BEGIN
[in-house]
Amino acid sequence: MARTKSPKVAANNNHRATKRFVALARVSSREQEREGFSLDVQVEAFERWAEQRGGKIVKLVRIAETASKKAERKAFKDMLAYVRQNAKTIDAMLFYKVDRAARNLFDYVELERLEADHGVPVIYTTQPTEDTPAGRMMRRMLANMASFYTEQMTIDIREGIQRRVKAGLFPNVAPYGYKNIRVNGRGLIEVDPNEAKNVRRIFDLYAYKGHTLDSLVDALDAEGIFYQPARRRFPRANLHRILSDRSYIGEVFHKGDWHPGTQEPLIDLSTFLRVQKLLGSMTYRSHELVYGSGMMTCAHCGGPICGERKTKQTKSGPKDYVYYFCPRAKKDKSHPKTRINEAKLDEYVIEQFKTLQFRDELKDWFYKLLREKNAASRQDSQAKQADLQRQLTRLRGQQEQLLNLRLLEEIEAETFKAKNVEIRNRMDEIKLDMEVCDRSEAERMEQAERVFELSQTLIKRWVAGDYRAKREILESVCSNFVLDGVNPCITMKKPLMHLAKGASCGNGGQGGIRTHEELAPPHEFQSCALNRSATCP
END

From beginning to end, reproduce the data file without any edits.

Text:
[in-house]
Amino acid sequence: MARTKSPKVAANNNHRATKRFVALARVSSREQEREGFSLDVQVEAFERWAEQRGGKIVKLVRIAETASKKAERKAFKDMLAYVRQNAKTIDAMLFYKVDRAARNLFDYVELERLEADHGVPVIYTTQPTEDTPAGRMMRRMLANMASFYTEQMTIDIREGIQRRVKAGLFPNVAPYGYKNIRVNGRGLIEVDPNEAKNVRRIFDLYAYKGHTLDSLVDALDAEGIFYQPARRRFPRANLHRILSDRSYIGEVFHKGDWHPGTQEPLIDLSTFLRVQKLLGSMTYRSHELVYGSGMMTCAHCGGPICGERKTKQTKSGPKDYVYYFCPRAKKDKSHPKTRINEAKLDEYVIEQFKTLQFRDELKDWFYKLLREKNAASRQDSQAKQADLQRQLTRLRGQQEQLLNLRLLEEIEAETFKAKNVEIRNRMDEIKLDMEVCDRSEAERMEQAERVFELSQTLIKRWVAGDYRAKREILESVCSNFVLDGVNPCITMKKPLMHLAKGASCGNGGQGGIRTHEELAPPHEFQSCALNRSATCP